The dining section of the New York Times recently chose one classic cheesecake recipe to rule them all. It didn’t come from a reigning food celebrity or famous pastry chef or even a New York cheesecake institution like Junior’s, but from Craig Claiborne, a man who made his living by eating more than cooking.
Dubbed “America’s Original Foodie” by too many people to count, the longtime New York Times restaurant critic wrote about food and dining out at the very moment that mainstream America was using its postwar affluence to wander outside the home and embrace the exploration of foreign cuisines.
And for over three decades, restaurant owners and staffs alike lived in fear of him. Generations of writers emulated his style. Claiborne also pioneered tactics like the anonymous review and went back to dine at a venue several times before he judged. A trained chef, he also wrote the very first New York Times Cookbook, which sold millions of copies and remains a flour-speckled staple in countless kitchens.
Only 15 years after his death, Claiborne’s name may have receded from a fickle public consciousness, but you’ve almost certainly heard of the chefs and personalities he discovered and championed—Julia Child, James Beard, and Jacques Pépin, to name a few.
Despite his countless successes and disproportionate authority, Claiborne also had his foibles. He was hopefully insecure, pathologically fond of the drink, and alienated his friends and associates quickly. But it was my curiosity about his ability to be so influential that led me to seek out Thomas McNamee’s biography of Claiborne, The Man Who Changed the Way We Eat.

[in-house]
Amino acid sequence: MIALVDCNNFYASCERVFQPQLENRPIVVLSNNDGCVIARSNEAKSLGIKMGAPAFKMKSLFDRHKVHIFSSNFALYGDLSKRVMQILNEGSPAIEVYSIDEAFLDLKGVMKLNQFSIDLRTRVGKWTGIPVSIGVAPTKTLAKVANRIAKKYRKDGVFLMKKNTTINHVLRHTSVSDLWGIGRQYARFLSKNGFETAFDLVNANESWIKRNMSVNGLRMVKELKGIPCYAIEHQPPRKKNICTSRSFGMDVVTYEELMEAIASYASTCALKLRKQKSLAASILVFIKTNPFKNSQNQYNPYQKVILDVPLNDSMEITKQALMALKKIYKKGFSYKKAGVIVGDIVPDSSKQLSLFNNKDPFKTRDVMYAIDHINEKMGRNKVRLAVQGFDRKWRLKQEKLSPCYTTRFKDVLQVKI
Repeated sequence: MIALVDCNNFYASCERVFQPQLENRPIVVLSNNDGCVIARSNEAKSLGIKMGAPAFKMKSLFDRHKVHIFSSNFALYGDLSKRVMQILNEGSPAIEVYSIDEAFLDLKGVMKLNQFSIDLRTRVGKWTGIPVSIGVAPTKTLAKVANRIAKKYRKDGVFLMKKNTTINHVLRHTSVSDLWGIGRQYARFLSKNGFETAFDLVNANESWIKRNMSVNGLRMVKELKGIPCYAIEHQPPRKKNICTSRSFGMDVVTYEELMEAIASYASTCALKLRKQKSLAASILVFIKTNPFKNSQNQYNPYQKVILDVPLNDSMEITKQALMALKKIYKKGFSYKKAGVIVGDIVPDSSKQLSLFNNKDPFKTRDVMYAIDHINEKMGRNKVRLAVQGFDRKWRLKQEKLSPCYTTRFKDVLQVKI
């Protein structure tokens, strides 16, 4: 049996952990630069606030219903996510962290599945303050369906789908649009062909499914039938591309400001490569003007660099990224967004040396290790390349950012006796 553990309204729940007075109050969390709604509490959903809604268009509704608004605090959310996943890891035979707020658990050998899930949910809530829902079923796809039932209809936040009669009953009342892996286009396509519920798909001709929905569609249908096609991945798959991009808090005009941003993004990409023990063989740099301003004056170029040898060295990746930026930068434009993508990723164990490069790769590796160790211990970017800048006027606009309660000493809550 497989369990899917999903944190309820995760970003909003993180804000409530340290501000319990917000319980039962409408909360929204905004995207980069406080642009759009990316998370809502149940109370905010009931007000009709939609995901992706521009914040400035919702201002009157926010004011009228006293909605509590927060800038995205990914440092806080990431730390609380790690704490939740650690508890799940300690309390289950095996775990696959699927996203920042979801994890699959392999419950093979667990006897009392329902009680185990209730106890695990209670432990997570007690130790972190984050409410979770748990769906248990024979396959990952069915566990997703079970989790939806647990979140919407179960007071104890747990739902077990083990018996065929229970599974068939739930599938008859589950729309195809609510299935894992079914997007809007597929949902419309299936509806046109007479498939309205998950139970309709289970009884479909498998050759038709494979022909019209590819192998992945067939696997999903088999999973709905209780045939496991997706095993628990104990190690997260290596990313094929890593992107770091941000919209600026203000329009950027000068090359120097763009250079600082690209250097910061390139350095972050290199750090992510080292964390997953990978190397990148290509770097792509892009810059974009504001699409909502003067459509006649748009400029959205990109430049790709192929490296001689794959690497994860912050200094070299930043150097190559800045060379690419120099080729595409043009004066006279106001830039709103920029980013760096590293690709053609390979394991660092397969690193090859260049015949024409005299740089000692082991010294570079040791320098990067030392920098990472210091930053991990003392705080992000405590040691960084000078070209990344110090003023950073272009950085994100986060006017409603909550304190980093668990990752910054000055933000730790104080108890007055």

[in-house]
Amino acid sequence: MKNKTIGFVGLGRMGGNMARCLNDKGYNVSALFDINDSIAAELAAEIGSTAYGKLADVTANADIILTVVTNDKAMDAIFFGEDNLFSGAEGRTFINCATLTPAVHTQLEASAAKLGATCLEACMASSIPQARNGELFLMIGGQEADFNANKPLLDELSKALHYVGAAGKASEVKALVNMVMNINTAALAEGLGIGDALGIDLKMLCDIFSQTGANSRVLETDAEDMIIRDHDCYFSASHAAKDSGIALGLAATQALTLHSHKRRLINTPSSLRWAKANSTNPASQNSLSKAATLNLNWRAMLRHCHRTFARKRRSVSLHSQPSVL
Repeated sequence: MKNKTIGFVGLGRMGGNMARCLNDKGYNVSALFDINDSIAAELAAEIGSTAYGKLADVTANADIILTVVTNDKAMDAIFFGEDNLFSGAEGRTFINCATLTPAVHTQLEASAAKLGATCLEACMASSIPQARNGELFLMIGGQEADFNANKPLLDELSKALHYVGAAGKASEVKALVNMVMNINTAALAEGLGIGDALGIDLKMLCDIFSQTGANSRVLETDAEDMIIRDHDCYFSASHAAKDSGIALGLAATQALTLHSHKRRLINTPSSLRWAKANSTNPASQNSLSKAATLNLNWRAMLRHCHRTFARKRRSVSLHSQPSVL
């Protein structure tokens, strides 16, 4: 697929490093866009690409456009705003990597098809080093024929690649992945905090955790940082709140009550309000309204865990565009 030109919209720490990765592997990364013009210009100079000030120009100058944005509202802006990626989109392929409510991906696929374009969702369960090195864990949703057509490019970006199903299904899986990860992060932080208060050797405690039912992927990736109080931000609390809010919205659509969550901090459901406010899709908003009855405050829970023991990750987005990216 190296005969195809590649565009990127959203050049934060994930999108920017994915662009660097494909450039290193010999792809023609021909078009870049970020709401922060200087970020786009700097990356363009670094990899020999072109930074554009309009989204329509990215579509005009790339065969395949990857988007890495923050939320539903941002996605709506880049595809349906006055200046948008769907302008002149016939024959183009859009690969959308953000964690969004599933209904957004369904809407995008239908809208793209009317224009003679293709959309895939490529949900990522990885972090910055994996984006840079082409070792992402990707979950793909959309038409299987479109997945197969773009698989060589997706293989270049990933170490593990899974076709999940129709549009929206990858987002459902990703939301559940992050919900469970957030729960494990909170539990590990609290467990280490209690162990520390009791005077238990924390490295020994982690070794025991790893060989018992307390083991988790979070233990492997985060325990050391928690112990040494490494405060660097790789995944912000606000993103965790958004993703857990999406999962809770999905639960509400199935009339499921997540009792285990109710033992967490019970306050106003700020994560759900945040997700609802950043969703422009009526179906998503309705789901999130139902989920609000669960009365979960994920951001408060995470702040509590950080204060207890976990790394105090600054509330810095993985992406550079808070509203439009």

In it, McNamee dissects how Claiborne went from rural Mississippi upstart to the veritable king of American food. Claiborne’s story also provides a good blueprint for anyone striking out to become the next Julia Child of design, the next James Beard of tech, or the next Jacques Pépin of marketing.
The first major lesson McNamee relays from Claiborne’s experience has to do with making the most of one’s experiences. What prepared Claiborne to become the leader of an American culinary revolution? His entire life: growing up in a boarding house, serving in the Navy, being curious about African spices and French cuisine while stationed in Morocco, and finally, attending a prestigious Swiss hotel school. “He liked order,” one observer of McNamee notes, putting it lightly. But he also had an obsession and put all his life experience in the service of it.
Moreover, Claiborne didn’t just identify a moment, he also made it his own. As McNamee relays, Claiborne’s success “was due to good timing, but also to his eccentric and willful imagination, his openness to the cuisines of the world, high and low, and not incidentally to his enormous capacity for hard work.”
These are critical attributes for anyone seeking success and sway, particularly if you are at the nexus of creation and commerce. It also helped that Claiborne found a way to communicate with extreme efficacy in his reviews, recipes, and missives. One particular and enduring example: In 1963, as McNamee notes, Claiborne introduced the star rating system into his restaurant reviews for the paper.
It was not only a stroke of genius, but a fixture he wasn’t afraid to tinker with. Over a year after the system was established, Claiborne changed it from a three-star model to a four-star paradigm, the very one we still see today in newspapers and on websites across the world. That’s not just cheesecake. That’s influence.